Several studies have reported an increased incidence of vestibular dysfunction among patients with anxiety disorders. In addition, evidence shows that vestibular dysfunction is considered one of the pathogeneses for BPPV. Moreover, numerous studies have confirmed the neural inflammation and impaired neuroendocrine response in patients with anxiety, and both of the similar inflammatory processes and neuroendocrine dysfunction are regarded as crucial elements in the pathophysiology of BPPV. Therefore, we hypothesized that anxiety disorders may play crucial roles in the development of subsequent BPPV. In response to the lack of national data in Asian areas and few longitudinal studies concerning the association between anxiety disorders and the risk of BPPV, we designed a nationwide population-based study to investigate the incidence of new-onset BPPV among patients with anxiety disorders. Furthermore, possible independent risk factors including hypertension, diabetes mellitus, hyperlipidemia, cerebrovascular disease, autoimmune diseases, and other possible systemic diseases for BPPV among patients with anxiety disorders were identified and analyzed.

Methods

Data sources

In 1995, Taiwan launched the NHI program, which covers 99 % of Taiwan’s population [17]. The NHI program offers universal medical care, including outpatient, inpatient, and emergency care, as well as traditional Chinese medicinal treatment. The NHI research database (NHIRD) contains comprehensive information regarding clinical visits, including prescription details and diagnostic codes based on the International Classification of Diseases, Ninth Revision, Clinical Modification (ICD-9-CM). The NHIRD is managed by the National Health Research Institutes (NHRI), and confidentiality is maintained according to the directives of the Bureau of the NHI [18]. The data source for our study was the Longitudinal Health Insurance Database 2000 (LHID 2000), which is a data set of the NHIRD. Data for the LHID were collected through both systematic and random sampling from the NHIRD; the database comprised data on one million individuals. The NHRI claims data indicated no significant differences in sex and age distribution or in average insured payroll-related amounts between the patients in the LHID and those in the original NHIRD [18].

Study population

A retrospective cohort study was conducted using data extracted from the LHID 2000. Patients aged 20 years and older who were newly diagnosed with anxiety disorders between January 1, 2000, and December 31, 2004, were enrolled. The term “anxiety disorders” was defined in accordance with ICD-9-CM codes 300.0, 300.2, and 308.3. To ensure the accuracy of anxiety disorder diagnosis, only patients who were diagnosed with anxiety disorders by a psychiatrist were selected. In both the anxiety disorder and control groups, we excluded patients who were diagnosed with BPPV (ICD-9-CM code 386.11) prior to the enrollment date. Finally, we identified 7735 patients with anxiety disorders. To assemble a comparison cohort, we randomly selected 7735 enrollees without a history of anxiety disorders. These controls were matched with the study cohort at a ratio of 1:1 by age and sex according to the same exclusion criteria during the same period. To increase the diagnosis validity, only neurologist-diagnosed BPPV or otorhinolaryngologist-diagnosed BPPV was included as our primary clinical outcome. The participants in both the study and control cohorts were observed until being diagnosed with BPPV by a neurologist or an otorhinolaryngologist, death, withdrawal from the NHI system, or December 31, 2013.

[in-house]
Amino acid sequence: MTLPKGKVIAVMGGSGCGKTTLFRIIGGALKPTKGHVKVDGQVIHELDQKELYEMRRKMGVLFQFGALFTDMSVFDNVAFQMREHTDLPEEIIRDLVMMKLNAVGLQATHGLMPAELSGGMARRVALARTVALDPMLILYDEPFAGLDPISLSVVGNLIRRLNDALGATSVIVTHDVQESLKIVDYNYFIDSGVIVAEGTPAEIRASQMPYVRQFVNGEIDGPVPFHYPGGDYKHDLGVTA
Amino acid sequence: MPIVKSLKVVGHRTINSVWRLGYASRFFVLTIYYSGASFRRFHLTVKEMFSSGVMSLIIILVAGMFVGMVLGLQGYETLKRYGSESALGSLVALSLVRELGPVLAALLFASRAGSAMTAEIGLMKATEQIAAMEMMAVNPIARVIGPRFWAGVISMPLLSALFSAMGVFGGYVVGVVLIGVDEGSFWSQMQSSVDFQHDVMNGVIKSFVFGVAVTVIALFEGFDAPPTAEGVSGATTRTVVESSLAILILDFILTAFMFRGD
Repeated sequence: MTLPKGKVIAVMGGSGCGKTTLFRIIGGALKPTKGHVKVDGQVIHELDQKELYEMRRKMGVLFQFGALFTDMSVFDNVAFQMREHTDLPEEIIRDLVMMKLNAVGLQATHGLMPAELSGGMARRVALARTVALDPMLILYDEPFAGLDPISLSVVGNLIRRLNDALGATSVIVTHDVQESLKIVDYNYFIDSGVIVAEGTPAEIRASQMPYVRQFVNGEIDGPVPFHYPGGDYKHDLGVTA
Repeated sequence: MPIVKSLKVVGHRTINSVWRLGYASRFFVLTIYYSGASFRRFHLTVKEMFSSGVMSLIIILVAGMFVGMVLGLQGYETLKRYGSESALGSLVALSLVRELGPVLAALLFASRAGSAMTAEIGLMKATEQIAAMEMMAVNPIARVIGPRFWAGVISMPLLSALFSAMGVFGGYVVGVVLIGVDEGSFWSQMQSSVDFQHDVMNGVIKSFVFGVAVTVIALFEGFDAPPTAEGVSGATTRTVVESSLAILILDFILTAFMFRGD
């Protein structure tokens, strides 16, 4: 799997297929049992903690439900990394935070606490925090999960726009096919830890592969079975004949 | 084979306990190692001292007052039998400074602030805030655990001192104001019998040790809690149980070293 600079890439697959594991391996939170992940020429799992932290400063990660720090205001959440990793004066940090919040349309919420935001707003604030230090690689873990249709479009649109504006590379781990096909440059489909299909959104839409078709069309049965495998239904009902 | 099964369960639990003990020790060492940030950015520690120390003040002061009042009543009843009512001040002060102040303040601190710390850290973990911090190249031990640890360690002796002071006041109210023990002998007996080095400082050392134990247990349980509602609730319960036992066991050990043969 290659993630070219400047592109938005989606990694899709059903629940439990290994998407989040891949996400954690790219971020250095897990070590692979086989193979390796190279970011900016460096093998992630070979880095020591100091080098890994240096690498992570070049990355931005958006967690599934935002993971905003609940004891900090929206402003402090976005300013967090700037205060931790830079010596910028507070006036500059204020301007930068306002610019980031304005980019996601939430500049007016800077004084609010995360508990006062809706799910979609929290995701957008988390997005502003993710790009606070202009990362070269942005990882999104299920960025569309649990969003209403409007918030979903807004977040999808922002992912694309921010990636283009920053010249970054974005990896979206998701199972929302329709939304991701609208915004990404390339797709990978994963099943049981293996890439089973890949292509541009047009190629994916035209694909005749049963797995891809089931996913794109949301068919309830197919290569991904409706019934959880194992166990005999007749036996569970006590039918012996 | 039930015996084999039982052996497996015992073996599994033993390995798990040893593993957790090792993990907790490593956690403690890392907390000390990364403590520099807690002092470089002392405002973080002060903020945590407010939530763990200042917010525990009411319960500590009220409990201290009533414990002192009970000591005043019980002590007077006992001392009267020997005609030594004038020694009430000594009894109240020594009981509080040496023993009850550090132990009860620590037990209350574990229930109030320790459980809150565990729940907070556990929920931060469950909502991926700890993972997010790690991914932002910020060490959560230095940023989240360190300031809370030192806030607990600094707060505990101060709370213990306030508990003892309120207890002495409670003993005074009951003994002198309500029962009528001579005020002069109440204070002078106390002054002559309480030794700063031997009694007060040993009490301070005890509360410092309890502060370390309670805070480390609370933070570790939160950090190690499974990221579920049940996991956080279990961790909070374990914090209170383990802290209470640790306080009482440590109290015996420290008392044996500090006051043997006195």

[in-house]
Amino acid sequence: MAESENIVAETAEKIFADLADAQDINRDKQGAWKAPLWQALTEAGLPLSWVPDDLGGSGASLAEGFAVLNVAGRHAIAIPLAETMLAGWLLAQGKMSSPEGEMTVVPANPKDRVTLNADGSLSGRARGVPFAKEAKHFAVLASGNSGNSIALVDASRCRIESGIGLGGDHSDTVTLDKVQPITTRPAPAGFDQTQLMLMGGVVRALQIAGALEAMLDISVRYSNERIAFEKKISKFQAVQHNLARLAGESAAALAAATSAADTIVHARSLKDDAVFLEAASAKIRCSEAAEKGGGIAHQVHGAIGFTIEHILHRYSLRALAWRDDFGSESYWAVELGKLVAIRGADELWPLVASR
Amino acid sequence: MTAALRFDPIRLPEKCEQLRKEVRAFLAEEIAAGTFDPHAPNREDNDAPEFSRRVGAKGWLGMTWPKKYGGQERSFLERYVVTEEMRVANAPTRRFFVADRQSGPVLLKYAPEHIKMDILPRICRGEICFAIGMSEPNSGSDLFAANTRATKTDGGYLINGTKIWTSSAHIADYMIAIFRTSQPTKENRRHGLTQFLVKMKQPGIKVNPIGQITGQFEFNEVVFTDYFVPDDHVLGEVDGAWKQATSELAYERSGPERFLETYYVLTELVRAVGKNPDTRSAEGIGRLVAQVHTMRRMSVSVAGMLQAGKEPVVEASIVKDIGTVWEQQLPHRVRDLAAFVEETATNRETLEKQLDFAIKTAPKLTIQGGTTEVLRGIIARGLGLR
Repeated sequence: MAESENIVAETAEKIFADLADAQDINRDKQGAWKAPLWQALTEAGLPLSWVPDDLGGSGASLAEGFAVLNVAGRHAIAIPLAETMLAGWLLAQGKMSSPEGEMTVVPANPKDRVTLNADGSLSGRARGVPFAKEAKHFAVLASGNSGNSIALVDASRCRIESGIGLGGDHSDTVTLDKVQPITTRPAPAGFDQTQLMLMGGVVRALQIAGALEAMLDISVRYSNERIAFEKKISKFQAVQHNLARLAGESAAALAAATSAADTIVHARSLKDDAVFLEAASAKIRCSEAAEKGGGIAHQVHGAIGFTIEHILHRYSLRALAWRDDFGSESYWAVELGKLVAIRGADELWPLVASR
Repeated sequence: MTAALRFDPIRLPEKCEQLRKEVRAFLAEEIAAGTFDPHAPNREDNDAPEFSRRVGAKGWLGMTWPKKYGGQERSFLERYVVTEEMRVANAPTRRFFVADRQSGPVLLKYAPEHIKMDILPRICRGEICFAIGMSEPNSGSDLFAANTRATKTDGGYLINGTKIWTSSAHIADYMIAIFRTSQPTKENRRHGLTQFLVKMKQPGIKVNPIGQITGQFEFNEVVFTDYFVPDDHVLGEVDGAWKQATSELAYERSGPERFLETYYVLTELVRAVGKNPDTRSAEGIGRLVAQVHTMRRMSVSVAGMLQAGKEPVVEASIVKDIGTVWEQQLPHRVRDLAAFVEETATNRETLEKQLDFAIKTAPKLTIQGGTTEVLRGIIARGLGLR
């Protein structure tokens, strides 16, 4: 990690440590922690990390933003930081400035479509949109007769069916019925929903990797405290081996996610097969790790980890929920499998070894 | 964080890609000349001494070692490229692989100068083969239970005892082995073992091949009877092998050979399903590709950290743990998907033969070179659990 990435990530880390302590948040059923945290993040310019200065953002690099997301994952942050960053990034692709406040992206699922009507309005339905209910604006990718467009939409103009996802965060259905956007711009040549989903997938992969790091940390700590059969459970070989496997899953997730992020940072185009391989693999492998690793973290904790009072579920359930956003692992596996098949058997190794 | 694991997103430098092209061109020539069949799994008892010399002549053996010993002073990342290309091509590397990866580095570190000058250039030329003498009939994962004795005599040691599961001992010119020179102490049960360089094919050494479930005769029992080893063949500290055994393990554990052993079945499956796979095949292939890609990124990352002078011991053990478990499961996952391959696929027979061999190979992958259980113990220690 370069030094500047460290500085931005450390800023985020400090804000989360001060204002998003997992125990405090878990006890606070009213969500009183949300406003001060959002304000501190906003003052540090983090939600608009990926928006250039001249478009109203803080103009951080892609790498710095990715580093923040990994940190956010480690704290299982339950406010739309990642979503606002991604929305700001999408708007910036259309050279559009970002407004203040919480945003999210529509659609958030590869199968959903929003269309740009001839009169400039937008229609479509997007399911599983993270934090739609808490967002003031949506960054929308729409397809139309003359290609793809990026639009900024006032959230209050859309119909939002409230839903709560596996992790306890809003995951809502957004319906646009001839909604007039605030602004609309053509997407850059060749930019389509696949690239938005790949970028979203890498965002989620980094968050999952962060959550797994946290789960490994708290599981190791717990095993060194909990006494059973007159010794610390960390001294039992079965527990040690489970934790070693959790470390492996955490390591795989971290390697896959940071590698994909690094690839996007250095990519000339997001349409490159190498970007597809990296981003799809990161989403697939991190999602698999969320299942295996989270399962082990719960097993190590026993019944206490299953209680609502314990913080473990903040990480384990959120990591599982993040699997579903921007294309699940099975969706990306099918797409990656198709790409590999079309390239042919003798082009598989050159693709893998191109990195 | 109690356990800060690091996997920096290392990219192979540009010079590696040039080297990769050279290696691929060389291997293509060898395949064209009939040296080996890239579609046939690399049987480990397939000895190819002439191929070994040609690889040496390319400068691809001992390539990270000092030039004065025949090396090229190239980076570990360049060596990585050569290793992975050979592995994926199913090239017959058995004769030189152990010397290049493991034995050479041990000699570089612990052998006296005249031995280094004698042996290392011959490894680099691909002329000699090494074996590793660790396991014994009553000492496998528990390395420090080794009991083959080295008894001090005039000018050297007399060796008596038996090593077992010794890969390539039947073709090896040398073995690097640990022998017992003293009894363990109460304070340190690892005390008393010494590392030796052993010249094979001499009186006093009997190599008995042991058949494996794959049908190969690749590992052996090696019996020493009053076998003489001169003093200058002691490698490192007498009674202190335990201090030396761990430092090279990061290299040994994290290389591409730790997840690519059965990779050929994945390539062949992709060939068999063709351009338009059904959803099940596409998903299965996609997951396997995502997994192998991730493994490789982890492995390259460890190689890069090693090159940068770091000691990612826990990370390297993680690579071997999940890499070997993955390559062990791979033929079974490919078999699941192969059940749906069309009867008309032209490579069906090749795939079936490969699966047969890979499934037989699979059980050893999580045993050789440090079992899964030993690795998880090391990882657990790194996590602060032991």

Statistical analysis

The incidence of newly diagnosed BPPV in the anxiety disorder and control patients was calculated and stratified by sex and age (older or younger than 60 years). Independent t tests and chi-square tests were used to examine the differences in the demographic characteristics between the anxiety disorder and control patients.

For each patient diagnosed with BPPV who was included in the study, the relevant period for calculating person-years at risk began on the enrollment date and ended on the date of BPPV diagnosis by a neurologist or an otorhinolaryngologist, death, withdrawal from the NHI system, or December 31, 2013. The same calculation was used for each person in the control cohort.

In our study, in addition to investigating whether patients with anxiety disorders have a higher risk of developing subsequent BPPV than that of control patients, we sought to identify the variables that are potential predictive factors for developing BPPV among patients with anxiety disorders. Therefore, a Cox proportional hazards regression model was employed twice: once for identifying possible confounding variables and excluding their effects on the process of evaluating whether anxiety disorders increase the risk of subsequent BPPV (Table 3), and once for attempting to identify the variables that may indicate subsequent BPPV among patients with anxiety disorders (Table 4). The variables used in the Cox model were age, sex, and common comorbidities, including hypertension, diabetes mellitus, chronic liver disease, autoimmune disease, congestive heart failure, hyperlipidemia, nephropathy, cerebrovascular disease, and chronic obstructive pulmonary disease (COPD). The variables that demonstrated a moderately significant statistical relationship with BPPV in the univariate analysis (P < .1) were entered through forward selection in a multivariate analysis.